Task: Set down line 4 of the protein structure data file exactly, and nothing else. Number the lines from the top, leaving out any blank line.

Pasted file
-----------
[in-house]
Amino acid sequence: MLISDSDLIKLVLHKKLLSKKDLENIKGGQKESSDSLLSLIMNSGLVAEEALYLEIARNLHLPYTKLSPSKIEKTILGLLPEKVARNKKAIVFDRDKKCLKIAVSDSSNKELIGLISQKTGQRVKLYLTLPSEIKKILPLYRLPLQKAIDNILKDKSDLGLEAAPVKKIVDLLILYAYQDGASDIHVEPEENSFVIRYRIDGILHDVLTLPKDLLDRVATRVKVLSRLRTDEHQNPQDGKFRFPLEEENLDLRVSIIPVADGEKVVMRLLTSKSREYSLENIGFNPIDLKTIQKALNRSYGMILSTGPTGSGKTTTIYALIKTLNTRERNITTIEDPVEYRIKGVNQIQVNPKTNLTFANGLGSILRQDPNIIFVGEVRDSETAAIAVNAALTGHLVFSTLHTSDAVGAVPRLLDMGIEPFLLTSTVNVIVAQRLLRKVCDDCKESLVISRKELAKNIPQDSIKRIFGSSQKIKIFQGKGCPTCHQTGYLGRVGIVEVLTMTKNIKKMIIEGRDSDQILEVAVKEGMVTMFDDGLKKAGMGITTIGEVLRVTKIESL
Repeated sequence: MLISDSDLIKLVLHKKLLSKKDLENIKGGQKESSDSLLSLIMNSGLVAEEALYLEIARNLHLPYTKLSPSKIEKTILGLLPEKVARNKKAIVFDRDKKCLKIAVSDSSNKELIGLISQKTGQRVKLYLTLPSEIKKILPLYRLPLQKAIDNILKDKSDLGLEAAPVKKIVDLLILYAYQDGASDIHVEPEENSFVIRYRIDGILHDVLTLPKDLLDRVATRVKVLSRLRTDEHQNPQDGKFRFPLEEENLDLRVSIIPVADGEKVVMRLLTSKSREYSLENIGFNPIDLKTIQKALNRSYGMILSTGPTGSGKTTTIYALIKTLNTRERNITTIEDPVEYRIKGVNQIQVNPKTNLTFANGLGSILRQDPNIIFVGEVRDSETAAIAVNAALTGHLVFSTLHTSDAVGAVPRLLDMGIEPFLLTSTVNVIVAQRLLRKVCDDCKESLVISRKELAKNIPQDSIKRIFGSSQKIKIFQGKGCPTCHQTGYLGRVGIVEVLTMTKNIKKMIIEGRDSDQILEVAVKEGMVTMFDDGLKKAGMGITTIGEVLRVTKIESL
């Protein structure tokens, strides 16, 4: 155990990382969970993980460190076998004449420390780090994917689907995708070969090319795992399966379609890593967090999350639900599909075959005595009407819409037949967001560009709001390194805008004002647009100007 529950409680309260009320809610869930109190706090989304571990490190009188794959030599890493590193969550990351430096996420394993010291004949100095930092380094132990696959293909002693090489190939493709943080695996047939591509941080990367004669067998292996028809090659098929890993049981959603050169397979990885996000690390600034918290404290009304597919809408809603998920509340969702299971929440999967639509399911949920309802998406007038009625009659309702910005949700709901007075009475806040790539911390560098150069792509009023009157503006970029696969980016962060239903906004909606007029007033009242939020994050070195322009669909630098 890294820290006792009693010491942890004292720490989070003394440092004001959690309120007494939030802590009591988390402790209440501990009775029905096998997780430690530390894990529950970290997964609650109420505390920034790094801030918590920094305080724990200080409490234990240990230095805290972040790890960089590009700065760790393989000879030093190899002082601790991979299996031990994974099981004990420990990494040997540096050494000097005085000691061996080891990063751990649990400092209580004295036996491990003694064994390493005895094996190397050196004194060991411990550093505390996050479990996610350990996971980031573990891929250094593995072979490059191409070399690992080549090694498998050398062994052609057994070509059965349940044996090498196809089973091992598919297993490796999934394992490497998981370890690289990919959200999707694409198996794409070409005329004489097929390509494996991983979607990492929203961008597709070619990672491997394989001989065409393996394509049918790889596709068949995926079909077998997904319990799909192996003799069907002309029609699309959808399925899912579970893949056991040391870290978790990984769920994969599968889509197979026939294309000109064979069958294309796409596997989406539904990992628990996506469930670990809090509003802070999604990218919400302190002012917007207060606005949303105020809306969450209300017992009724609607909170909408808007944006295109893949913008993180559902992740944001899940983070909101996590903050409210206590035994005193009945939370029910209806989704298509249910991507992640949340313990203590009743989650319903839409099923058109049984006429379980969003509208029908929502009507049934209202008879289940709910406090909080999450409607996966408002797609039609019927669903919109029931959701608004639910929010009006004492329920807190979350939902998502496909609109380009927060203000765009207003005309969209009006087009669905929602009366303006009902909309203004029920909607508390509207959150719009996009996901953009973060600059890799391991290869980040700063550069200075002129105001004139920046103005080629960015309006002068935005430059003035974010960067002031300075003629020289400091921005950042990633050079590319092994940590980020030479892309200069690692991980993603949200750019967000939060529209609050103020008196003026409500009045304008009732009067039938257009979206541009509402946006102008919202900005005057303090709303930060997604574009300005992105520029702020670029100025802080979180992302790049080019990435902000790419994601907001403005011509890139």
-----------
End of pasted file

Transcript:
């Protein structure tokens, strides 16, 4: 155990990382969970993980460190076998004449420390780090994917689907995708070969090319795992399966379609890593967090999350639900599909075959005595009407819409037949967001560009709001390194805008004002647009100007 529950409680309260009320809610869930109190706090989304571990490190009188794959030599890493590193969550990351430096996420394993010291004949100095930092380094132990696959293909002693090489190939493709943080695996047939591509941080990367004669067998292996028809090659098929890993049981959603050169397979990885996000690390600034918290404290009304597919809408809603998920509340969702299971929440999967639509399911949920309802998406007038009625009659309702910005949700709901007075009475806040790539911390560098150069792509009023009157503006970029696969980016962060239903906004909606007029007033009242939020994050070195322009669909630098 890294820290006792009693010491942890004292720490989070003394440092004001959690309120007494939030802590009591988390402790209440501990009775029905096998997780430690530390894990529950970290997964609650109420505390920034790094801030918590920094305080724990200080409490234990240990230095805290972040790890960089590009700065760790393989000879030093190899002082601790991979299996031990994974099981004990420990990494040997540096050494000097005085000691061996080891990063751990649990400092209580004295036996491990003694064994390493005895094996190397050196004194060991411990550093505390996050479990996610350990996971980031573990891929250094593995072979490059191409070399690992080549090694498998050398062994052609057994070509059965349940044996090498196809089973091992598919297993490796999934394992490497998981370890690289990919959200999707694409198996794409070409005329004489097929390509494996991983979607990492929203961008597709070619990672491997394989001989065409393996394509049918790889596709068949995926079909077998997904319990799909192996003799069907002309029609699309959808399925899912579970893949056991040391870290978790990984769920994969599968889509197979026939294309000109064979069958294309796409596997989406539904990992628990996506469930670990809090509003802070999604990218919400302190002012917007207060606005949303105020809306969450209300017992009724609607909170909408808007944006295109893949913008993180559902992740944001899940983070909101996590903050409210206590035994005193009945939370029910209806989704298509249910991507992640949340313990203590009743989650319903839409099923058109049984006429379980969003509208029908929502009507049934209202008879289940709910406090909080999450409607996966408002797609039609019927669903919109029931959701608004639910929010009006004492329920807190979350939902998502496909609109380009927060203000765009207003005309969209009006087009669905929602009366303006009902909309203004029920909607508390509207959150719009996009996901953009973060600059890799391991290869980040700063550069200075002129105001004139920046103005080629960015309006002068935005430059003035974010960067002031300075003629020289400091921005950042990633050079590319092994940590980020030479892309200069690692991980993603949200750019967000939060529209609050103020008196003026409500009045304008009732009067039938257009979206541009509402946006102008919202900005005057303090709303930060997604574009300005992105520029702020670029100025802080979180992302790049080019990435902000790419994601907001403005011509890139």